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Is there a high-level competency crisis? ...

...Why aren’t we educated in areas such as leadership, negotiations, presentations, time management and other important skills we need as our career develops?

Dr. Constantine “Dino” Kiritsis

SoFIA Board Member, Founder, StudySmart

As an entrepreneur in the professional training industry I have always found myself talking about the importance of soft skills, especially as we grow and develop throughout our careers. Everyone seems to agree with the assumption that these are quite ‘important’ and ‘crucial’ requirements towards effective leadership and management.

The question therefore that comes to mind is why on earth aren’t schools focusing on these areas, why Universities do not deal with such topics in most curriculums and why are organizations not paying more attention? Well, the quick answers are that schools are still organized in the same way they were in the industrial age, university professors—in many cases—have never worked in the areas they teach and corporate leaders do not train themselves once they reach a high position. They feel they do not need epimorphosis when, in fact, this is the time to invest in themselves given that their leadership and decisions will affect a greater number of people and the sustainability of the business.

Organizations seem to ask for trainings in technical areas (new tax laws, new regulations, accounting standards, reporting, business intelligence, new software, etc.), but when it comes to spending funds on soft skills development, the feeling is that we ‘don’t need it as much’. But how can they transfer the knowledge from the technical workshops when they are not effective in handling meetings, are uninspiring, they do not communicate effectively and overall are afraid to listen?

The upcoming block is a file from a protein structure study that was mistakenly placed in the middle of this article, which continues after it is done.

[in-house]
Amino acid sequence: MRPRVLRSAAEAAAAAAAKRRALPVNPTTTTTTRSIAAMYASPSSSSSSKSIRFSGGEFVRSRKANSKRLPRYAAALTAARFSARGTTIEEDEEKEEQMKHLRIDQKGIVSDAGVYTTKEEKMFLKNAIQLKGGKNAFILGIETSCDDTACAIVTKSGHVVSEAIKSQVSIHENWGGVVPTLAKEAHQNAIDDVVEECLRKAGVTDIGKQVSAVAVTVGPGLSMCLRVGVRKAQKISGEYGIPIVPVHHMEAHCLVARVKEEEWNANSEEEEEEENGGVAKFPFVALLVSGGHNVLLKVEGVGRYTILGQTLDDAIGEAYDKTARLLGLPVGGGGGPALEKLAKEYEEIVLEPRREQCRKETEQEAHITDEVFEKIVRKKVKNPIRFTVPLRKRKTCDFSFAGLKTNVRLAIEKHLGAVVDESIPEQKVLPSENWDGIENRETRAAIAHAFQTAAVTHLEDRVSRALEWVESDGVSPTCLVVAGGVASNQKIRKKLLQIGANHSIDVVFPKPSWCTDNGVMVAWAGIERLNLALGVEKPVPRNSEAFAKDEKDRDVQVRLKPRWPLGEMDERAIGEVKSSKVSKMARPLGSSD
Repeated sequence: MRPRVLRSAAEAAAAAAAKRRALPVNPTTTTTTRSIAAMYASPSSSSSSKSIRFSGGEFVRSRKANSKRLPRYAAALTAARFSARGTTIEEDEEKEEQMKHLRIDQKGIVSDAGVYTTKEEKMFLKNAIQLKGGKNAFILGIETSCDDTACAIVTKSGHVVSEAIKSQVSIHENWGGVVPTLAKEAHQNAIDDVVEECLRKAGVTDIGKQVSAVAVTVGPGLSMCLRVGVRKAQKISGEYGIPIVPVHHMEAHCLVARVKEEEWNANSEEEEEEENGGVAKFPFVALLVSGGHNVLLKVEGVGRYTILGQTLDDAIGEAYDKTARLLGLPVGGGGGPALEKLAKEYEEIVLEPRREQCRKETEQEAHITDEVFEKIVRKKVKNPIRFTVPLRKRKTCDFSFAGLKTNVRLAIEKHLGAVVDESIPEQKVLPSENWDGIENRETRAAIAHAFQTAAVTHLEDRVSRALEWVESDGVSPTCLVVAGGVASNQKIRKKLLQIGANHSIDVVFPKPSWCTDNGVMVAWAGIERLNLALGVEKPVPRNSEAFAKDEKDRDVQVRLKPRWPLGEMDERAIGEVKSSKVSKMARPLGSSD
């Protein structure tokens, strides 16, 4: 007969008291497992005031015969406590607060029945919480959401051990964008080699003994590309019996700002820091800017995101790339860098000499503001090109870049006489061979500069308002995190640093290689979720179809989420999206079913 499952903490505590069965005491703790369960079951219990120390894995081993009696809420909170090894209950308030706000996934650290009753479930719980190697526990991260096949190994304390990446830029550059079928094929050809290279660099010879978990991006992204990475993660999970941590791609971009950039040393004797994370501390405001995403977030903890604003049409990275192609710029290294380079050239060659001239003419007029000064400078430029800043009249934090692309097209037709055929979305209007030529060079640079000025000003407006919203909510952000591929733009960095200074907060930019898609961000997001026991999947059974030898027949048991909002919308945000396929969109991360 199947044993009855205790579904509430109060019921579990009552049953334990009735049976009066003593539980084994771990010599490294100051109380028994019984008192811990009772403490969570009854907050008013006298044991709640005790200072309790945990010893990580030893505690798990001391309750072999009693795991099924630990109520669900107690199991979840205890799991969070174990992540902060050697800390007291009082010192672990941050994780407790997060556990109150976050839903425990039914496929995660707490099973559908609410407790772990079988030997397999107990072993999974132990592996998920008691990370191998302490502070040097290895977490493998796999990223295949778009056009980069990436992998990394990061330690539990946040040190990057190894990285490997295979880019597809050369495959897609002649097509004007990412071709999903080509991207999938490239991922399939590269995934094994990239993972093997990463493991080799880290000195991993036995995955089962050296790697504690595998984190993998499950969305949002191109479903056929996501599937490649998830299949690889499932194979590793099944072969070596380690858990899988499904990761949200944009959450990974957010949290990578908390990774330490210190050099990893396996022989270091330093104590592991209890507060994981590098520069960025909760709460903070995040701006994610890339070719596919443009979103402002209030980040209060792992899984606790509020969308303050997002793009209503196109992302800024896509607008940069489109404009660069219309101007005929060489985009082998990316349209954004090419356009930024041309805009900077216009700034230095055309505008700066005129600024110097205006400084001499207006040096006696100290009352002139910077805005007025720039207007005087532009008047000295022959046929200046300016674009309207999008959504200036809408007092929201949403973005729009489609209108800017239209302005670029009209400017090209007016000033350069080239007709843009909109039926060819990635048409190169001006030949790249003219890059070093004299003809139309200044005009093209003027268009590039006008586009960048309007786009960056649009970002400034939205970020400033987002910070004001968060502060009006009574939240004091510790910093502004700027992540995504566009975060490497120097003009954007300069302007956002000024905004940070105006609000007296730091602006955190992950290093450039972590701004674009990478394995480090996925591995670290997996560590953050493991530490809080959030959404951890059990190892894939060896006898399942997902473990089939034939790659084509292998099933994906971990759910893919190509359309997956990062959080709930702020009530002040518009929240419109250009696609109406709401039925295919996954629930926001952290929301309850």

Part of the reason is because leaders, as stated earlier, stop training themselves. They feel they do not need any further training, as everything they needed to learn has been gained. They claim also that there is no time. Many of these individuals even end teaching others(!) on effective leadership, negotiations and other areas purely based on experience. Don’t get me wrong: this is possible and a good percentage of such individuals may be effective; however, many of the leaders in top organizations made their way up because they followed the simple hierarchy, played the politics required, maybe had the right ‘passport’ or relationship required and did not make any creative disruptions. Furthermore, many professionals without such skills have (own) their own organizations, especially in the SMEs and never had to ‘fight’ to get to where they are as no one actually appraised them and of course they won’t fire themselves if they do not do a good job! In essence, businesses seem to be neglecting some important areas when it comes to learning and development. Look out, there is a competency crisis out there but no one is really dealing with it, but before we express any more views, let’s start assessing ourselves for a change.



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